Gray, Crisp key 5-3 win in ‘a huge game’ for A’s
08/23/2014 12:07 AM
08/23/2014 12:08 AM
OAKLAND -- The standings suggested it, as did the charged atmosphere at the Coliseum on Friday night. But just for good measure, after nailing down the A’s 5-3 win over the Los Angeles Angels, closer Sean Doolittle confirmed it:
"That was a huge game for us," Doolittle said.
The A’s this month had seen their long-held lead in the A.L. West evaporate, and entered Friday having lost eight of their last 10 games to trail Los Angeles by two in the division. Had the A’s lost Friday to an Angels team that had won eight of 10, it would’ve ensured the Angels no worse than a one-game lead at the conclusion of this series.
Instead, the A’s go into tonight’s game one game out of first place and with a possibility of wresting the division lead away from Los Angeles by the end of the weekend. While the standings still don’t matter as much in mid-August, more significant Friday was the way the A’s won. They got a strong start from Sonny Gray, received contributions from throughout their lineup and played solid defense to hold off the Angels despite a tedious ninth inning, in which Los Angeles put the tying run on second base.
"We haven’t played a game like that, it doesn’t seem like, that crisp for a while," said A’s manager Bob Melvin. "Certainly the fans were out in full force like we expected, and we always get an energy push from them. As the game went along, certainly when we took a lead, it felt like we were finally in charge of a game, where we hadn’t been in a while."
It has been longer still since the A’s were more than two games out of first place -- never this season and not since last August -- and a crowd of 33,810 at the Coliseum seemed to recognize the importance of keeping it that way. Melvin and some players had predicted a "playoff-like atmosphere" for this series, and the fans delivered.
At one point, right fielder Sam Fuld said, he told teammates he’d "never seen the place like this. It was loud, electric, and just a fun environment." Doolittle also used the term "electric" and said that when he entered in the ninth with one out and a runner on first, "there was a lot of adrenaline flowing" -- maybe, in fact, a little too much.
The A’s led 5-2 at the time, but the Angels trimmed that to 5-3 with back-to-back singles by Erick Aybar and David Freese, and Doolittle then loaded the bases with two outs with a walk to Collin Cowgill. That brought up pinch hitter Chris Iannetta with the potential tying run 180 feet from home, but on his 26th pitch of the inning, Doolittle threw a 95 mph fastball past Iannetta to nail down the win.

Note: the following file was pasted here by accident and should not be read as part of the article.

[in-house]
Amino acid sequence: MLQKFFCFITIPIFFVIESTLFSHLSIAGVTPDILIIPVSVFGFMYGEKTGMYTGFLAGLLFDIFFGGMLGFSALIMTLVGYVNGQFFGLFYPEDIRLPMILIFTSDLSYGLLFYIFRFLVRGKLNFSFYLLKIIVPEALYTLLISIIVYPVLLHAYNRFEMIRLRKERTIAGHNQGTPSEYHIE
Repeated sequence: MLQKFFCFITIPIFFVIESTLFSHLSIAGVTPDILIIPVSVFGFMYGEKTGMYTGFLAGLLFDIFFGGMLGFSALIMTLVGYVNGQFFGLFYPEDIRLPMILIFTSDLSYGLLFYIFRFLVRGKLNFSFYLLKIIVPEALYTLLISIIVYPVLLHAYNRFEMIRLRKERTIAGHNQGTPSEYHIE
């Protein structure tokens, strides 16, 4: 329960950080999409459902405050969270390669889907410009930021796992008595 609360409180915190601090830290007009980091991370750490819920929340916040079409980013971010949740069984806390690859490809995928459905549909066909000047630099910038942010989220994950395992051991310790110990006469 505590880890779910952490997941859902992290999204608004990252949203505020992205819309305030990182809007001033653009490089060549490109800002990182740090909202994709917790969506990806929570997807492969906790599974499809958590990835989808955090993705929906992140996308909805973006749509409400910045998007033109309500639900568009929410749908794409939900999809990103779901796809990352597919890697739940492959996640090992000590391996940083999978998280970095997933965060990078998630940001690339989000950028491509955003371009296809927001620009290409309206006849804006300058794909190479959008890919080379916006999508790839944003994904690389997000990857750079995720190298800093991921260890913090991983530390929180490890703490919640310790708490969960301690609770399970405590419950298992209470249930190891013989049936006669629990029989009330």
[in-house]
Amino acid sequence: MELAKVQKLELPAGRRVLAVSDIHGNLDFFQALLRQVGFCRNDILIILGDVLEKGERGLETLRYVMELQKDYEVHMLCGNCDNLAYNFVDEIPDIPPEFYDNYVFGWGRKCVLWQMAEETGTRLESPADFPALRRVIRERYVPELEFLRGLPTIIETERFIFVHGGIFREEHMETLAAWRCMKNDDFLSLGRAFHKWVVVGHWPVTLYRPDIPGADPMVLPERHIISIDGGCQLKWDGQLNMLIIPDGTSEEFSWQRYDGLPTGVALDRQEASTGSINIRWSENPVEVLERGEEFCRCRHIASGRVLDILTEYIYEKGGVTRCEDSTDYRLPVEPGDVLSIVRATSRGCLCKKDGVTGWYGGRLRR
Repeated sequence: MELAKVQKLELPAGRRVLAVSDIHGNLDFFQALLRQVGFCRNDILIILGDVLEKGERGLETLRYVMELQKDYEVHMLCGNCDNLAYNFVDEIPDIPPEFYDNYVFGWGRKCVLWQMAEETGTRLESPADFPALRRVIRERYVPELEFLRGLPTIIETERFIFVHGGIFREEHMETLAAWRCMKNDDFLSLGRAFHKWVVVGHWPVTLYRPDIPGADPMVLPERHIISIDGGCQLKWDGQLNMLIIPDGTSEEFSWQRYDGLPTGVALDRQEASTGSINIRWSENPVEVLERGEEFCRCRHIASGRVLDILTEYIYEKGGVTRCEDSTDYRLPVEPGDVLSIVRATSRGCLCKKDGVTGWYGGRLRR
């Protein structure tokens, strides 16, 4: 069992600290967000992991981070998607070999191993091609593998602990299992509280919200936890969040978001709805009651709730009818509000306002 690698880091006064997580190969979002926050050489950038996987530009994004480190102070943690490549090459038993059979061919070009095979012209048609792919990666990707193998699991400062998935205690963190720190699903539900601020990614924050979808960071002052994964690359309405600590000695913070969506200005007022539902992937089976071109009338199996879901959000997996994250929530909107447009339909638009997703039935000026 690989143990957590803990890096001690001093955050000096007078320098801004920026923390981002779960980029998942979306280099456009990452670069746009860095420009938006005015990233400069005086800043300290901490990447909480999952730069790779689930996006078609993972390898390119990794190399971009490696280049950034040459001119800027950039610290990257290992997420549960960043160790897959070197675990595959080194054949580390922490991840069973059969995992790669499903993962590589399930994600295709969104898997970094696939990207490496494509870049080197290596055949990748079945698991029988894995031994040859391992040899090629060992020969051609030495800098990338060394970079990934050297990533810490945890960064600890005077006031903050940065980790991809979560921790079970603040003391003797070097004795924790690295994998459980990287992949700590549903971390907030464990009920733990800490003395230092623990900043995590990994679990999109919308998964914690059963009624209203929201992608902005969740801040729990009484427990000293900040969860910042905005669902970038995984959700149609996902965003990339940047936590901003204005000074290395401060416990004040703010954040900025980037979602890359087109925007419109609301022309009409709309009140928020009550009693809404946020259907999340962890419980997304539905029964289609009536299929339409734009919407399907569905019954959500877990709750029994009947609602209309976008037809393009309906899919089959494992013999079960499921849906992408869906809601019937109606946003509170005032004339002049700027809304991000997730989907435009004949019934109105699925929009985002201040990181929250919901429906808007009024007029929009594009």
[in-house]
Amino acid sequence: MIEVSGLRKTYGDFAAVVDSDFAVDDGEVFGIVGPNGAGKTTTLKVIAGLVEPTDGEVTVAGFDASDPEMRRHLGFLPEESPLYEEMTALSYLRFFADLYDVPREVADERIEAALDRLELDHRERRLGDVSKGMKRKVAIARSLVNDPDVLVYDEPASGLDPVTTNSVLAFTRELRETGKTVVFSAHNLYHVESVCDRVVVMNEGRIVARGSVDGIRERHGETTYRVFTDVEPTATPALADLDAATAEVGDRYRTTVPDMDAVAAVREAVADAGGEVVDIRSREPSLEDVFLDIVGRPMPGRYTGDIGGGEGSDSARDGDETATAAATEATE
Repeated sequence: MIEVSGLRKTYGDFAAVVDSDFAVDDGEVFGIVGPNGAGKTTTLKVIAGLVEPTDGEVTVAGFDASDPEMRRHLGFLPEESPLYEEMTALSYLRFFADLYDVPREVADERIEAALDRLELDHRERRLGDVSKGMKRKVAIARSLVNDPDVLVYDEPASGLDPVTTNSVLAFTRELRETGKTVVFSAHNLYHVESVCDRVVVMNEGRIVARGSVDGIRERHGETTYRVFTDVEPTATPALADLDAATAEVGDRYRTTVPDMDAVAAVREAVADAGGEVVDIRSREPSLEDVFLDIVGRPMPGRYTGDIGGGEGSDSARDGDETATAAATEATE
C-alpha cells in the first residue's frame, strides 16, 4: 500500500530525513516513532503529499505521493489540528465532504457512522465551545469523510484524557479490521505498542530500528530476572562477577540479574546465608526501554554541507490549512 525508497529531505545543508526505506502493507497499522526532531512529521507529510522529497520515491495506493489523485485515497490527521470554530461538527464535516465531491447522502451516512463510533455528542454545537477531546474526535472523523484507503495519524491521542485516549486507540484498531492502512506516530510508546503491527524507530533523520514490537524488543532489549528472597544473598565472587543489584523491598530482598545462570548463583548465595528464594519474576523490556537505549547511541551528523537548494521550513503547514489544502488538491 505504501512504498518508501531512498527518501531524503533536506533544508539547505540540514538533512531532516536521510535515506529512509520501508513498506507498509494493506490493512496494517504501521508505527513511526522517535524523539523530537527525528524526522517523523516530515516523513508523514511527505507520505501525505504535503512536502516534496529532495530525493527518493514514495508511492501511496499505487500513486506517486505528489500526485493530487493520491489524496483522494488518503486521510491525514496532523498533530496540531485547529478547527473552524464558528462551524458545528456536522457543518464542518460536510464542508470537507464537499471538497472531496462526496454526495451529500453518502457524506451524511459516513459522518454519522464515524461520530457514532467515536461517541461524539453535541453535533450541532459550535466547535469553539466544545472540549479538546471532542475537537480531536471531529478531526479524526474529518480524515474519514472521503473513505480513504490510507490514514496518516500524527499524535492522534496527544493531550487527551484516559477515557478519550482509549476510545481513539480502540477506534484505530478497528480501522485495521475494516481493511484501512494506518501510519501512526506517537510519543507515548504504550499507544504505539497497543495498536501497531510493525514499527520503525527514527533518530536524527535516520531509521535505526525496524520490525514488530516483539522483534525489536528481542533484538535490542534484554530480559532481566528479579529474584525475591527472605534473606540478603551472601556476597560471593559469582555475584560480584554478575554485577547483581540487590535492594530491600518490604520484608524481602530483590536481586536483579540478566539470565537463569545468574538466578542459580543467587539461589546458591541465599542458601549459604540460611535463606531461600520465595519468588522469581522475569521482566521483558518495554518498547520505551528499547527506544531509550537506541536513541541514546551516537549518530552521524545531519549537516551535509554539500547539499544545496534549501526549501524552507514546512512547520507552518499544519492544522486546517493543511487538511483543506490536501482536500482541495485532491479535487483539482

"That right there is an example of why they’ve been so successful lately," Doolittle said of the Angels. "They laid off some tough pitches. I thought I executed my game plan to each guy, but they laid off some tough pitches … and didn’t try to do too much with it, did a good job of staying short.
"They’re not all going to be pretty, but that was a really important win to be able to nail down."
With it, the A’s have a chance to pull back even with the Angels on Saturday night with Jon Lester on the mound.
"We don’t want to get too caught up -- these are all just one game, and I think we did a good job tonight of just worrying about winning today," Fuld said. "But given our struggles of late, it’s great to get that first win of the series under our belt."
* Gray played a major role and is the subject of tomorrow’s print story after pitching into the ninth inning for just the second time this year and snapping a four-start losing streak. He allowed solo homers to Mike Trout in the first and Josh Hamilton in the fourth, but nothing after that until he walked Hamilton with one out in the ninth and saw Hamilton come around to score on Freese’s single off Doolittle.
Gray entered 0-4 with a 4.94 ERA in August, but said he hadn’t felt much different than he did Friday, when he needed just 93 pitches to get through the first eight innings. Gray said "everything felt good’ with his delivery, and that "for the most part, I was putting (pitches) where I wanted to."
Both Trout and Hamilton homered on curveballs. Trout golfed a pitch below his knees to left-center in the first, and Gray said he "thought I made a good pitch … I really can’t tell you how that ball got out, but it did."
Said Fuld: "It’s arguable even if the home runs were bad pitches, it was just two really good hitters. Certainly the one to Trout was down enough that it should’ve stayed in the ballpark. But he’s Mike Trout, so that’s going to happen."
Hamilton’s homer followed a close 0-2 backdoor curveball that might have nipped the outside corner but was called a ball. Asked if he thought he had Hamilton struck out, Gray shrugged. "It was a ball," he said. "He called it a ball, so it’s a ball."